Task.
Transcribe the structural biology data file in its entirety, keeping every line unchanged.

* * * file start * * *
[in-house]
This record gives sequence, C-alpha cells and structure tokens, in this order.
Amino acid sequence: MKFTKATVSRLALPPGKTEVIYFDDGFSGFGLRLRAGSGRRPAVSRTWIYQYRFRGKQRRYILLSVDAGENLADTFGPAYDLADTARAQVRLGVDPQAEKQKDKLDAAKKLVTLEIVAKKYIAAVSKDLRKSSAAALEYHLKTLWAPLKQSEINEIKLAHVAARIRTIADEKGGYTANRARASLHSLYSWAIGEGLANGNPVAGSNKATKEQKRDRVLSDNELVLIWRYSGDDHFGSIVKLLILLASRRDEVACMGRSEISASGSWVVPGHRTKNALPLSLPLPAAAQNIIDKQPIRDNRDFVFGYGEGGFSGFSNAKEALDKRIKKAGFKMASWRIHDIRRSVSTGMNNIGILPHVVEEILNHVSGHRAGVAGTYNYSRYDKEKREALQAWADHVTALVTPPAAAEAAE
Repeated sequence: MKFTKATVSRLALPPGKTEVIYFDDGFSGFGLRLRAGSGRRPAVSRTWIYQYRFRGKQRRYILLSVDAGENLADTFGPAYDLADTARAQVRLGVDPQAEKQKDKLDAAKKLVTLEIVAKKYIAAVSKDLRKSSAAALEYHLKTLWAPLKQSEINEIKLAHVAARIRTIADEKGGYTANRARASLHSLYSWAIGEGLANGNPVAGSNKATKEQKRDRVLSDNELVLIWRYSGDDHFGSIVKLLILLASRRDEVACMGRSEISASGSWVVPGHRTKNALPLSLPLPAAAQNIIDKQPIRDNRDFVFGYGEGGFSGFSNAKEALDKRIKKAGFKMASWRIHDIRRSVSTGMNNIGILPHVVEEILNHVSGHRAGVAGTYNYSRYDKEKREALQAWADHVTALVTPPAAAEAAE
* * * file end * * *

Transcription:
[in-house]
This record gives sequence, C-alpha cells and structure tokens, in this order.
Amino acid sequence: MKFTKATVSRLALPPGKTEVIYFDDGFSGFGLRLRAGSGRRPAVSRTWIYQYRFRGKQRRYILLSVDAGENLADTFGPAYDLADTARAQVRLGVDPQAEKQKDKLDAAKKLVTLEIVAKKYIAAVSKDLRKSSAAALEYHLKTLWAPLKQSEINEIKLAHVAARIRTIADEKGGYTANRARASLHSLYSWAIGEGLANGNPVAGSNKATKEQKRDRVLSDNELVLIWRYSGDDHFGSIVKLLILLASRRDEVACMGRSEISASGSWVVPGHRTKNALPLSLPLPAAAQNIIDKQPIRDNRDFVFGYGEGGFSGFSNAKEALDKRIKKAGFKMASWRIHDIRRSVSTGMNNIGILPHVVEEILNHVSGHRAGVAGTYNYSRYDKEKREALQAWADHVTALVTPPAAAEAAE
Repeated sequence: MKFTKATVSRLALPPGKTEVIYFDDGFSGFGLRLRAGSGRRPAVSRTWIYQYRFRGKQRRYILLSVDAGENLADTFGPAYDLADTARAQVRLGVDPQAEKQKDKLDAAKKLVTLEIVAKKYIAAVSKDLRKSSAAALEYHLKTLWAPLKQSEINEIKLAHVAARIRTIADEKGGYTANRARASLHSLYSWAIGEGLANGNPVAGSNKATKEQKRDRVLSDNELVLIWRYSGDDHFGSIVKLLILLASRRDEVACMGRSEISASGSWVVPGHRTKNALPLSLPLPAAAQNIIDKQPIRDNRDFVFGYGEGGFSGFSNAKEALDKRIKKAGFKMASWRIHDIRRSVSTGMNNIGILPHVVEEILNHVSGHRAGVAGTYNYSRYDKEKREALQAWADHVTALVTPPAAAEAAE